An Earthquake Played Havoc with Santiago de Cuba 82 Years Ago
On Wednesday, February 3, 1932, at 1:12 am, Santiago de Cuba endured one of the worst catastrophes of its history. An earthquake left the city, according to official records, with around 80 percent of its buildings in ruins.
Nevertheless, the chronicles of February 3 and the following days go back several weeks before that fatal day.
On Sunday, January 24 after the Sunday Mass in a church in the Palma Soriano city, father Cresencio Pajares, from the Mary’s Immaculate Heart Order of Missionaries told his parishioners:
“I am extremely sorry, but it is my duty as a priest, to tell you for the third and last time to get strength from the sacraments and do not forget to pray. We have an ordeal to face here in Palma and in Santiago, and it is an immense one. I do not know what it is, but our Father is never wrong, and this is the last time I warn you. We are almost dealing with it.”
During Mass on January 10 and 17, Father Callejas, guided by a strange inspiration, had also made similar predictions about an ordeal for Santiago de Cuba and its surroundings. On Sunday, January 24, after the last of his predictions, Father Pajares fell sick. On February 3, Santiago de Cuba woke up under the shakes of a quake.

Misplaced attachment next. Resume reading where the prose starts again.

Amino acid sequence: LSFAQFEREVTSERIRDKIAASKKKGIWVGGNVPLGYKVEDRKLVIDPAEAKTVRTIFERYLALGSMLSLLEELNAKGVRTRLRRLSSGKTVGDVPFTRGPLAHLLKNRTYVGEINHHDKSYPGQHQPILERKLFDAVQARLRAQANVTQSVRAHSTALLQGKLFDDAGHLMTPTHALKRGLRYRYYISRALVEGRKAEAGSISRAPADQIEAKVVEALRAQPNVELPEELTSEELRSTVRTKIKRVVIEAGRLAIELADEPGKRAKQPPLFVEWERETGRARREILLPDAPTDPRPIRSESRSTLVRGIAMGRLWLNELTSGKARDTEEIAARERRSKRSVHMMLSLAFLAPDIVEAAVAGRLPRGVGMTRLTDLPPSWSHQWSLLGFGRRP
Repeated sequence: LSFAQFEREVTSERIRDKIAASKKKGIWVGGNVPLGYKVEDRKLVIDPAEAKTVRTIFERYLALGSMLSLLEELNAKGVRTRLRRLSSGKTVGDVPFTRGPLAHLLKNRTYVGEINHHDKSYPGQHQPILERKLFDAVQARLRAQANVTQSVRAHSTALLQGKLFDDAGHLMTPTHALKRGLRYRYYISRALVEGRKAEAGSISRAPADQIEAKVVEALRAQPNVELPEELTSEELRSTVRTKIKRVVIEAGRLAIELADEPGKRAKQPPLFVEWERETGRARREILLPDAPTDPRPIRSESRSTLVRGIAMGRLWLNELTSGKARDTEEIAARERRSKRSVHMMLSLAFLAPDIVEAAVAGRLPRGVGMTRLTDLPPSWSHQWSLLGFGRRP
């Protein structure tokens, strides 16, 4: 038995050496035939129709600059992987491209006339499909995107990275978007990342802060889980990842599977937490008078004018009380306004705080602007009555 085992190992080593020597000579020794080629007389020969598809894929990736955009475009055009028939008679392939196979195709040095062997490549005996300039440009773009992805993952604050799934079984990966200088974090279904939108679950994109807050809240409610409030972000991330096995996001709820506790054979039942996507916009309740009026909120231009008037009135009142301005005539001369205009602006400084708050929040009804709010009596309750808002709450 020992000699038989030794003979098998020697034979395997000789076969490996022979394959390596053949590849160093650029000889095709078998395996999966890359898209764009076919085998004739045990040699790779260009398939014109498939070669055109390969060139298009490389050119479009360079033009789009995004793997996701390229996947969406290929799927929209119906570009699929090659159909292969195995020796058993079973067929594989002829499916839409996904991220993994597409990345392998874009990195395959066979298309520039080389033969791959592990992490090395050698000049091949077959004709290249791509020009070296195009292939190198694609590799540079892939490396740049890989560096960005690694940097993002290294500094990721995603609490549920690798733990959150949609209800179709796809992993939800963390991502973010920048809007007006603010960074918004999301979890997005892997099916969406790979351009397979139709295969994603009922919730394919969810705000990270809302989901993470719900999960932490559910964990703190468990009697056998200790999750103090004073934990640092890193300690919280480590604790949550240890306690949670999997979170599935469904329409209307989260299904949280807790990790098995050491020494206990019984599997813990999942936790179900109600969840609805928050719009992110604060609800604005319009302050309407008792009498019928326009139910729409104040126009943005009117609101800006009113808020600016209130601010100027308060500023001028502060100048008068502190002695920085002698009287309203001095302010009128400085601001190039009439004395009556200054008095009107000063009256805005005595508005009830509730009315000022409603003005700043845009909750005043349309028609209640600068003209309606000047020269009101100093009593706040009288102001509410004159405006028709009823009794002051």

What happened during the 1932 quake could have been told in each of the thousands stories narrated by the Santiago de Cuba inhabitants during that night. Such stories were collected with a certain degree of accuracy in the press of those days. Also there is a book edited by the Arroyo Publishing House then, whose title is “Historic Memory of the February 3, 1932 Earthquake”. It contains some of those chronicles told by the people who witnessed the events:
“Those were terrible moments of anguish for us Santiago de Cuba people since 1:12 am on February 3 up to the present (…) Around that time we felt a thunder coming for the depth of the earth (…)The first tremor, which was weak, was like a warning (…) Such an intense commotion made us think it was the end of the world. Cracks everywhere, a deafening noise of walls collapsing around us, smashed glass; everything turned around us; the stars in the sky shone brighter; we could not think straight; we were only led by a salvation instinct; we took shelter with the children under wood panels (…)”
Many people believe that the timing of the quake, and the weak warning tremor before it contributed to diminish the number of victims, alongside the experience acquired by the population in dealing with such phenomena since the foundation of the villa times. All this allowed the people to have time to abandon their homes and see them tumbling down before their eyes.
Aid came almost immediately to relieve the situation of the city and its inhabitants, Cruslleas and Bacardi companies outstood in this sense, though Bacardi suffered a lot of damages during the natural phenomenon. However, such help was not considered enough when you compare it to the amount of losses.